Browsing through some of my favorite art blogs I came across a phrase that described what this piece needs: “slow looking”. When I read that I knew that was the phrase I’d been looking for. Slow looking – savoring what you’re looking at. Taking time. Exploring with your eyes, opening your mind and letting it wonder – and wander.

It’s a wonderful way to look at art. Or at life.

Wishing you all time to enjoy some slow looking…


I wanted to explore the idea of slow looking, so I put the phrase into my favorite search engine. I found Peter Clothier, who encourages and demonstrates a combination of meditation, engagement and contemplation that allows you to explore every part of a painting as well as the painting as a whole, just as it is. He encourages everyone to see art in a way that is completely their own.

And I found out that there’s a Slow Art Day, on which groups of people are encouraged to get together and look at five works of art for ten minutes each. Ten minutes is longer than most of us spend in front of a painting! This year (2013) Slow Art Day is April 27th.

Or you could do what I try to every now and then, give yourself the gift of time and use it to immerse yourself in a work of art. You’ll be amazed at what you find.

Without the Archer

Henry Moore, Three-Way Piece no. 2 (The Archer), Toronto City Hall

Henry Moore, Three-Way Piece no. 2 (The Archer), Toronto City Hall

Henry Moore, Three-Way Piece no. 2, Taxiarchos228

Henry Moore, Three-Way Piece no. 2 (The Archer), Toronto City Hall

A few days ago I listened to part of a discussion on whether taxpayers should pay for public art (as I listened I thought back to hearing Toni Morrison say she preferred to be thought of as a citizen, not just a taxpayer). There were pointed and sometimes heated arguments made on both sides.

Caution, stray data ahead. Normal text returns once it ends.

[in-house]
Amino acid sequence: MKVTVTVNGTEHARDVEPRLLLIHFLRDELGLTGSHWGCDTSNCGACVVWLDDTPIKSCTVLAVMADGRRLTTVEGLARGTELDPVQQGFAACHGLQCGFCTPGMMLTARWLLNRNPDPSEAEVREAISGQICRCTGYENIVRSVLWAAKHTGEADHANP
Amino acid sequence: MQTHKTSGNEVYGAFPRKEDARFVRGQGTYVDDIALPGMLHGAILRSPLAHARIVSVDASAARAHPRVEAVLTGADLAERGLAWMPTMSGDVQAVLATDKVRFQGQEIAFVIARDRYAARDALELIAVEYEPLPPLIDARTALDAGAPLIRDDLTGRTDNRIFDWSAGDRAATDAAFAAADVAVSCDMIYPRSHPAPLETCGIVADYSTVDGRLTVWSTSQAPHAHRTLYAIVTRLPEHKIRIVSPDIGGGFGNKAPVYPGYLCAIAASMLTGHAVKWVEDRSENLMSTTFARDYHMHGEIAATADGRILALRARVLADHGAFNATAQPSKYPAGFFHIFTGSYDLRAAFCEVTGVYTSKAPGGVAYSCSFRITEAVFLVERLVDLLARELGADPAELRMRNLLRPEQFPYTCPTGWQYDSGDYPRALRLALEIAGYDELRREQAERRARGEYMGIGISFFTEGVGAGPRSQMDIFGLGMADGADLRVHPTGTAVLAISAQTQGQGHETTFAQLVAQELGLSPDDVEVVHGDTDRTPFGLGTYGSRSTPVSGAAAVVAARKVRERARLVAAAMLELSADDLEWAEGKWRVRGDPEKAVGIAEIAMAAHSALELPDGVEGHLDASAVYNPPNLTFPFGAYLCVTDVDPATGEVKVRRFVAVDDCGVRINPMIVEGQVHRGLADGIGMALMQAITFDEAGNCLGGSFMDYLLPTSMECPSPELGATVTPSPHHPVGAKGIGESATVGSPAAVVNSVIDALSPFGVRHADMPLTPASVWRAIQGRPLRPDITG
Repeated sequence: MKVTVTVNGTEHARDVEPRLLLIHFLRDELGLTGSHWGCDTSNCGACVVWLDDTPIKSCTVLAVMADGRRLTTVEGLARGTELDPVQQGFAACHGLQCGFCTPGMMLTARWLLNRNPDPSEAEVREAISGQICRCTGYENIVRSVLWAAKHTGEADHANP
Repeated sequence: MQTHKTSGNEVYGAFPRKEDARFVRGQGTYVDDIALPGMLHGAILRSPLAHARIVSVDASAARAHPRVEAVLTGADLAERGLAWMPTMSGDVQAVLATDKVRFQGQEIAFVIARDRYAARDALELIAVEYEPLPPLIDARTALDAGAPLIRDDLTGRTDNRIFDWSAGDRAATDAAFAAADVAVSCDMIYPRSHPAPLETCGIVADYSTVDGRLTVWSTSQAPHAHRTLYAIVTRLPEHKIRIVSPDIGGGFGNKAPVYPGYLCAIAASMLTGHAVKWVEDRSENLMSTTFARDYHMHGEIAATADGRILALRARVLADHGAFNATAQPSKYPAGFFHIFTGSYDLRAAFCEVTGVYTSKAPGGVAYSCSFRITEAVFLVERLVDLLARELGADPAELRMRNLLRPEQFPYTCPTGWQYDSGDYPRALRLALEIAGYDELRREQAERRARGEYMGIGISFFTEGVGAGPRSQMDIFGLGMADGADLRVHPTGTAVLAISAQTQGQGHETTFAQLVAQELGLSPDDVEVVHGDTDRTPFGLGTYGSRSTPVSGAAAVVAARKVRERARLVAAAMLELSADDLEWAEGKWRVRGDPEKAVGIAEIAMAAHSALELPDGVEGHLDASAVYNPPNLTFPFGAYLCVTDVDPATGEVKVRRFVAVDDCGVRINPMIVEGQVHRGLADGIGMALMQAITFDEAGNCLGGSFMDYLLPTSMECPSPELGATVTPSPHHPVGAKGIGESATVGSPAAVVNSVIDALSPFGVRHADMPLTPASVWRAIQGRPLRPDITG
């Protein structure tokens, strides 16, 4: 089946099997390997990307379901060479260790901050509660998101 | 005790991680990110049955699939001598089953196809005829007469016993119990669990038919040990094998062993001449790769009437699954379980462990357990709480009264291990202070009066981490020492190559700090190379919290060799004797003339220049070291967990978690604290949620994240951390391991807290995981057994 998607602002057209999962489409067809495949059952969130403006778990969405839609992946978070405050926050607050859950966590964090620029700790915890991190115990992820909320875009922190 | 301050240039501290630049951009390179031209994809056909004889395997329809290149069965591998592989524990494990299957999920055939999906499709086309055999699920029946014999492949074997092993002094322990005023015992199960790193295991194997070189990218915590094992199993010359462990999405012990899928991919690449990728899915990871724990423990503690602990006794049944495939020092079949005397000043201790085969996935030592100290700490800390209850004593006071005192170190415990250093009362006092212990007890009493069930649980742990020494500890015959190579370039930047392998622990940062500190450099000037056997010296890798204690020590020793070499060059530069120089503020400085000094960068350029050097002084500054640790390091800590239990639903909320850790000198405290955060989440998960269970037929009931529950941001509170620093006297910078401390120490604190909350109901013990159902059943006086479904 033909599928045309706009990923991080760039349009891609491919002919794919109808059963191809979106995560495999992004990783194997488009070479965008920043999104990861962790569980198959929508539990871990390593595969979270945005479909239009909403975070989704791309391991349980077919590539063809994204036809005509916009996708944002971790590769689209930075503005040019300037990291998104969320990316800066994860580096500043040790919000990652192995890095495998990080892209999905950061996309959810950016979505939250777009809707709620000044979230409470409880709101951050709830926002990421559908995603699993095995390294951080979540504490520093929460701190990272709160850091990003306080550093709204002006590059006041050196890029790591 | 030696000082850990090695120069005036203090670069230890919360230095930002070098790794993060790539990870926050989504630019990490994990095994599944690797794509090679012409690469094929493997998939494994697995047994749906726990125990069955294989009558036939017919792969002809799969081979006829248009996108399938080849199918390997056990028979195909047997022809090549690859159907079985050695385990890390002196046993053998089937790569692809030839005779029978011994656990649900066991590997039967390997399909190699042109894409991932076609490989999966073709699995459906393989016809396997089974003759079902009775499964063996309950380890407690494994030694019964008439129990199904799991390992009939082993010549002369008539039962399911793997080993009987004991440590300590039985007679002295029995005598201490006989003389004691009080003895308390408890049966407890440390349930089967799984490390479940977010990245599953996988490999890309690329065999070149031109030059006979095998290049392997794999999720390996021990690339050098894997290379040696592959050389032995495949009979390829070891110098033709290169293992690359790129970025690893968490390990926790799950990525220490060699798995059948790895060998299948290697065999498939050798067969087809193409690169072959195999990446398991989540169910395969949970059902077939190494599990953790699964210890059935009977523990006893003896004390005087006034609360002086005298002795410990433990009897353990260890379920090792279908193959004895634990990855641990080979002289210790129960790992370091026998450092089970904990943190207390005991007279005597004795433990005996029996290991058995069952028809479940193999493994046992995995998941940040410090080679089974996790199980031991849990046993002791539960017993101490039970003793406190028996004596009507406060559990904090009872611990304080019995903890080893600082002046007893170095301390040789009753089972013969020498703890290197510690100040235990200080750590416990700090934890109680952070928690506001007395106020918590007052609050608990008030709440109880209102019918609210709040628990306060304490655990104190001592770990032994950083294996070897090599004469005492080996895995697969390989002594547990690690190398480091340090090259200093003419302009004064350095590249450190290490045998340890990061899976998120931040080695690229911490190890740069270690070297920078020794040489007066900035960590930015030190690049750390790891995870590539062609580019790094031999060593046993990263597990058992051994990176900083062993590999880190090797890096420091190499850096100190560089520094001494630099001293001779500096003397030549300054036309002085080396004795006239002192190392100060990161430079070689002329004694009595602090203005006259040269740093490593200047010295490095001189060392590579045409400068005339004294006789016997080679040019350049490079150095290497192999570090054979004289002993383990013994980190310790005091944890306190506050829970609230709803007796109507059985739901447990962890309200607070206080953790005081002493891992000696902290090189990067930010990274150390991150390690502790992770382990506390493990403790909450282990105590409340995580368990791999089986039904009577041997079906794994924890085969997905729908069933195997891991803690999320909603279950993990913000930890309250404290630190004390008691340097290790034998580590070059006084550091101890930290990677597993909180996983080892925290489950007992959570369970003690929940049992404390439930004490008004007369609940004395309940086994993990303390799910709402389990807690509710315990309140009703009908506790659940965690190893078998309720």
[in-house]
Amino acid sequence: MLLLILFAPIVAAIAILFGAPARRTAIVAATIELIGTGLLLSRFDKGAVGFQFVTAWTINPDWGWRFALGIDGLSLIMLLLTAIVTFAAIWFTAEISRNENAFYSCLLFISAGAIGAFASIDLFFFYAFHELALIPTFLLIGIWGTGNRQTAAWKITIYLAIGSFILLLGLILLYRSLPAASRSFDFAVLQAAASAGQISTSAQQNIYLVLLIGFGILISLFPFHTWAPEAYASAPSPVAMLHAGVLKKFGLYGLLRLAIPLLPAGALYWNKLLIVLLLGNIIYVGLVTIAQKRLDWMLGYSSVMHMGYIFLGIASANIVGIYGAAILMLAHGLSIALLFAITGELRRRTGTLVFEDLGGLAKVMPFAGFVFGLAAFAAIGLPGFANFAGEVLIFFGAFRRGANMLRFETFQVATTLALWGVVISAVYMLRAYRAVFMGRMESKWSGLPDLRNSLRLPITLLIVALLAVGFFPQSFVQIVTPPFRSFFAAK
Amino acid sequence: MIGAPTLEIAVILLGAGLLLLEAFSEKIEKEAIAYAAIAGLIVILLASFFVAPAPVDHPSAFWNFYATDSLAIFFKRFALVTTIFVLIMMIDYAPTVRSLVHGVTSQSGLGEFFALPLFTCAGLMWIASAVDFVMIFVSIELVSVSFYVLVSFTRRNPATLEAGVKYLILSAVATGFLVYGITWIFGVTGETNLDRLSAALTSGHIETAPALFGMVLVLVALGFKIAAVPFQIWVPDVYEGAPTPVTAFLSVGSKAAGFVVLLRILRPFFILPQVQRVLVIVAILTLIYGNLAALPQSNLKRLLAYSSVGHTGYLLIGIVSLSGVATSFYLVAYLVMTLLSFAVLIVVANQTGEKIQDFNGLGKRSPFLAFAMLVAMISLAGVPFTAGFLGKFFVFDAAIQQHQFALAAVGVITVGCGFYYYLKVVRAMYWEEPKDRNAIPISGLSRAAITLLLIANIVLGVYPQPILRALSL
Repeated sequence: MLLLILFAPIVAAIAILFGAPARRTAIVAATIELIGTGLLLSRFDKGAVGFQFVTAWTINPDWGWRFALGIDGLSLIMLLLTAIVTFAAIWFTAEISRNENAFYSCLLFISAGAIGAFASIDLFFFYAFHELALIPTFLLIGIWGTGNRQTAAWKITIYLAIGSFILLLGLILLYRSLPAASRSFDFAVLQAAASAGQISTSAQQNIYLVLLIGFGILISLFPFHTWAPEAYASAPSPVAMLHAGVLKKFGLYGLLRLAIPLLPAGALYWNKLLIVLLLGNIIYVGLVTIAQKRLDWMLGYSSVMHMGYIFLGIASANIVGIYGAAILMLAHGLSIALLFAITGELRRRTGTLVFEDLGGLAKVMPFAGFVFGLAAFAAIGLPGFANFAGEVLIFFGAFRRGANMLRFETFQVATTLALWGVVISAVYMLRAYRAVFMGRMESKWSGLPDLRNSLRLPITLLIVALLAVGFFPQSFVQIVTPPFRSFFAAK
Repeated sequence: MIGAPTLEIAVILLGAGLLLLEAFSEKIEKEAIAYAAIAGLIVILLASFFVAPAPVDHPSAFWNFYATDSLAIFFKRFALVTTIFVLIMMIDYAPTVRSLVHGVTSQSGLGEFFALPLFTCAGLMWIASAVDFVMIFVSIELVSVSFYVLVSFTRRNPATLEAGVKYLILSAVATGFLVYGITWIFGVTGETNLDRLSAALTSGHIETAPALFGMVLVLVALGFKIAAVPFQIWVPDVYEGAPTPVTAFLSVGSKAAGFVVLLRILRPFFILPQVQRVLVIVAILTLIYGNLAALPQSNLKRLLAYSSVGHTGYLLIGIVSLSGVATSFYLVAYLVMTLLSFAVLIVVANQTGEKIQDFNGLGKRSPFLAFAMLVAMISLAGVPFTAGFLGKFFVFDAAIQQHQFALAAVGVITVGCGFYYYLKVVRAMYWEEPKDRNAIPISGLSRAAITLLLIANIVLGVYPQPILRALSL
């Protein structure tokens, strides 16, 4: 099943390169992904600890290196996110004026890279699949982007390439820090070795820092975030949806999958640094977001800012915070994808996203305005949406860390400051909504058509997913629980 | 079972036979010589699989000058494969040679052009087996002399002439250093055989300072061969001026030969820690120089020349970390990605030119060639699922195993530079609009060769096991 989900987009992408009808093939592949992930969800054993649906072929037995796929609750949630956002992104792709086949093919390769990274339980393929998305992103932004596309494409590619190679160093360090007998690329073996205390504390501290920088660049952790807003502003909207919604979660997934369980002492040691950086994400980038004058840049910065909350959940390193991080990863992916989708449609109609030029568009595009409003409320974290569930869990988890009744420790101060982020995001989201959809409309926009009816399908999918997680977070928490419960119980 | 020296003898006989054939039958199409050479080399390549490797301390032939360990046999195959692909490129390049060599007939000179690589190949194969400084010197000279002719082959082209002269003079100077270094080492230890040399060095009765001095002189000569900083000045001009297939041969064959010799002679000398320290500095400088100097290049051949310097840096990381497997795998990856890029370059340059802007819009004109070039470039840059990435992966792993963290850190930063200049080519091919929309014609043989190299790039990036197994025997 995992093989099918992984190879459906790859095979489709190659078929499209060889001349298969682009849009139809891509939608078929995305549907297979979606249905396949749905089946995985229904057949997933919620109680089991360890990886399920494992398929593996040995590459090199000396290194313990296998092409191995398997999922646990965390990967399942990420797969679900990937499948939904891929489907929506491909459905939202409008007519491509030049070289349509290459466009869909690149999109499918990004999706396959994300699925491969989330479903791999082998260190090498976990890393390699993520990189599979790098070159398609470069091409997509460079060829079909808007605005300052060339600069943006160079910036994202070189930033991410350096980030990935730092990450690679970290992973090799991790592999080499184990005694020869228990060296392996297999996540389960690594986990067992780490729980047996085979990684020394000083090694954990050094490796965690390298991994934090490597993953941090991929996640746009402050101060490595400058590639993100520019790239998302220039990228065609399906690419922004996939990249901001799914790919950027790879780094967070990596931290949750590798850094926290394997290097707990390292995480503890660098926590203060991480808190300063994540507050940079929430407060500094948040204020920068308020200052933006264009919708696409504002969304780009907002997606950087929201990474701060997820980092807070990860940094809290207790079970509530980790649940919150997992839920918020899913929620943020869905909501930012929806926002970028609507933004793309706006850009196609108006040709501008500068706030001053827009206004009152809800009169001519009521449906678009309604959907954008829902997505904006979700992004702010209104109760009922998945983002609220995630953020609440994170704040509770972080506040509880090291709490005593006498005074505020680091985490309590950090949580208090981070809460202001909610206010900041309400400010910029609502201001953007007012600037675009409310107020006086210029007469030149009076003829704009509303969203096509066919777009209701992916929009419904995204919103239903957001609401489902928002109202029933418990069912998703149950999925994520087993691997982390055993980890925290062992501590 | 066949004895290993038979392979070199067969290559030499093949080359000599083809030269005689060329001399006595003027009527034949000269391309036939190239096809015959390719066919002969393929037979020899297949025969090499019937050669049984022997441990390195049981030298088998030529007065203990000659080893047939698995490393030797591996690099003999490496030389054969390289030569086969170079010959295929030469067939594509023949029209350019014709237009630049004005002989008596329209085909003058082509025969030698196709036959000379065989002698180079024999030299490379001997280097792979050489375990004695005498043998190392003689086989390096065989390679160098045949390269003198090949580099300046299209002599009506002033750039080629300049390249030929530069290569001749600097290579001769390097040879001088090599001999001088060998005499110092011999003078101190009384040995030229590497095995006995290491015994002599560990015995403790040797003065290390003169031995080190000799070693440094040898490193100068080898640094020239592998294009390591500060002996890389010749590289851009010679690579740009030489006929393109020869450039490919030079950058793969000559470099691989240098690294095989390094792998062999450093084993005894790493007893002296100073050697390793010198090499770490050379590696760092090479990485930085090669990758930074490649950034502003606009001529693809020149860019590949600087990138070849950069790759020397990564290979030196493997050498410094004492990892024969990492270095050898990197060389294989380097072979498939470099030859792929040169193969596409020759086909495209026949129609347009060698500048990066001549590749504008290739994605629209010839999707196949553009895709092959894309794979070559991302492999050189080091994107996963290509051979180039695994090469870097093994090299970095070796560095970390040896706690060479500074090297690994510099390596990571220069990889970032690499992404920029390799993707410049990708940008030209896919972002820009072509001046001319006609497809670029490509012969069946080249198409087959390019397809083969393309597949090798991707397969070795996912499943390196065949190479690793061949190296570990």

Public art is a contentious subject. People feel strongly about what they should be asked to pay for (or contribute to paying for). It’s even more contentious when the work itself seems difficult to understand, an abstract object like the sculpture Henry Moore created for Toronto’s New City Hall.

Henry Moore called it Three-Way Piece no. 2. Most people call it the Archer. It was commissioned by the architect Viljo Revell, the man who designed Toronto’s New City Hall in 1958.  His design was unusual and futuristic with it’s curved towers and circular council chambers above the public entrance and lobby. He wanted a sculpture that would complement his unique building.

Henry Moore seemed the right choice, drawn as he was to organic shapes, shapes inspired by the natural forms around him, by land and stone and bone. The power of his monumental sculptures lies in their size and the beauty of their forms; they invite you to touch them, to feel as well as see their beauty. They ask to be appreciated on a visceral, rather than an intellectual level, to be felt in the bone rather than explained in the mind.